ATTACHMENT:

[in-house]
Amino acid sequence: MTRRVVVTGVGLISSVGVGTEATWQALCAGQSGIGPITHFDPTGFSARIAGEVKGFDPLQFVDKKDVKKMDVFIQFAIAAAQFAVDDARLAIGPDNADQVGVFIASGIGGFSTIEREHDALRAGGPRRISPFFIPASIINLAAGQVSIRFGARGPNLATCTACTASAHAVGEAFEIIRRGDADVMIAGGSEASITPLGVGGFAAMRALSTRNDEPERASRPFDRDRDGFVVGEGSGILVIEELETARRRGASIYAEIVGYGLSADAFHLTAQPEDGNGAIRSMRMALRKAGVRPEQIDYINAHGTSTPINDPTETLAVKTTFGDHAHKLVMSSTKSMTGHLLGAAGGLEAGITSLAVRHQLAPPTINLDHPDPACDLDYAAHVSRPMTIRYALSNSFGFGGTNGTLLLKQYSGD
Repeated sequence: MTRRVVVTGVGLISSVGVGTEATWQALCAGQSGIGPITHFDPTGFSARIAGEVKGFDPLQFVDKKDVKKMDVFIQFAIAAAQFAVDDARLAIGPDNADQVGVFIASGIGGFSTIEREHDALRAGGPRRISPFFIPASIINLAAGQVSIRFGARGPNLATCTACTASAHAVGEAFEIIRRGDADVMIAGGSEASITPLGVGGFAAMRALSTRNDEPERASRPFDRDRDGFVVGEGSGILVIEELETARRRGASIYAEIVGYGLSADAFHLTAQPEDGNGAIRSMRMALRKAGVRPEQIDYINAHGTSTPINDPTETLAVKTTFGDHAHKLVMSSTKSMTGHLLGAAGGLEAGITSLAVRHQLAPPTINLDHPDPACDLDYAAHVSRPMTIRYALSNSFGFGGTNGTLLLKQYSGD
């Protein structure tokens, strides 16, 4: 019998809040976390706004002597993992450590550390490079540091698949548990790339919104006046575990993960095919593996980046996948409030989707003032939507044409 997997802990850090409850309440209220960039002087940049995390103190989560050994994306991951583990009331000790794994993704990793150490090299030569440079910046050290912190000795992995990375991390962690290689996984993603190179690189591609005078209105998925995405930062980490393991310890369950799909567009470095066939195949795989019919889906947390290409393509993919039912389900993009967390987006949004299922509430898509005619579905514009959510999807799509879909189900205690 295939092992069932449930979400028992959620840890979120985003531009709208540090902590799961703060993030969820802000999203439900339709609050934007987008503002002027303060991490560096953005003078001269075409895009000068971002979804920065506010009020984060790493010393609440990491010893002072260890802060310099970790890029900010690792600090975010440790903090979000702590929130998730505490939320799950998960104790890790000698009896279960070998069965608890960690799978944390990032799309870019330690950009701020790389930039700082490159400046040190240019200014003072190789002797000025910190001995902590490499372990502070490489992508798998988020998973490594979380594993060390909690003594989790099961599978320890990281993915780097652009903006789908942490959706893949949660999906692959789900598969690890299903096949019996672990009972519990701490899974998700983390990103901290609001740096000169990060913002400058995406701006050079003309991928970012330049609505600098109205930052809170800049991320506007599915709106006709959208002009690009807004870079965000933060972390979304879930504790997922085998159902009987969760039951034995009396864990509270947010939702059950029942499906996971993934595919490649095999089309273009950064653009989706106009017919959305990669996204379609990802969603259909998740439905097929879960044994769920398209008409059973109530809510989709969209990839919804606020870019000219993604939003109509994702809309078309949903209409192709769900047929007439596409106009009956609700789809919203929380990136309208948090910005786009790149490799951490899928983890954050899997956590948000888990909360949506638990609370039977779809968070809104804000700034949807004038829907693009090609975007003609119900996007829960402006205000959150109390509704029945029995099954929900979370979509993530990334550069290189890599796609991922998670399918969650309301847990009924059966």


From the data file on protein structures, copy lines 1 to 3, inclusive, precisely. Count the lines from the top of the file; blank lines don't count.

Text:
[in-house]
Amino acid sequence: MTRRVVVTGVGLISSVGVGTEATWQALCAGQSGIGPITHFDPTGFSARIAGEVKGFDPLQFVDKKDVKKMDVFIQFAIAAAQFAVDDARLAIGPDNADQVGVFIASGIGGFSTIEREHDALRAGGPRRISPFFIPASIINLAAGQVSIRFGARGPNLATCTACTASAHAVGEAFEIIRRGDADVMIAGGSEASITPLGVGGFAAMRALSTRNDEPERASRPFDRDRDGFVVGEGSGILVIEELETARRRGASIYAEIVGYGLSADAFHLTAQPEDGNGAIRSMRMALRKAGVRPEQIDYINAHGTSTPINDPTETLAVKTTFGDHAHKLVMSSTKSMTGHLLGAAGGLEAGITSLAVRHQLAPPTINLDHPDPACDLDYAAHVSRPMTIRYALSNSFGFGGTNGTLLLKQYSGD
Repeated sequence: MTRRVVVTGVGLISSVGVGTEATWQALCAGQSGIGPITHFDPTGFSARIAGEVKGFDPLQFVDKKDVKKMDVFIQFAIAAAQFAVDDARLAIGPDNADQVGVFIASGIGGFSTIEREHDALRAGGPRRISPFFIPASIINLAAGQVSIRFGARGPNLATCTACTASAHAVGEAFEIIRRGDADVMIAGGSEASITPLGVGGFAAMRALSTRNDEPERASRPFDRDRDGFVVGEGSGILVIEELETARRRGASIYAEIVGYGLSADAFHLTAQPEDGNGAIRSMRMALRKAGVRPEQIDYINAHGTSTPINDPTETLAVKTTFGDHAHKLVMSSTKSMTGHLLGAAGGLEAGITSLAVRHQLAPPTINLDHPDPACDLDYAAHVSRPMTIRYALSNSFGFGGTNGTLLLKQYSGD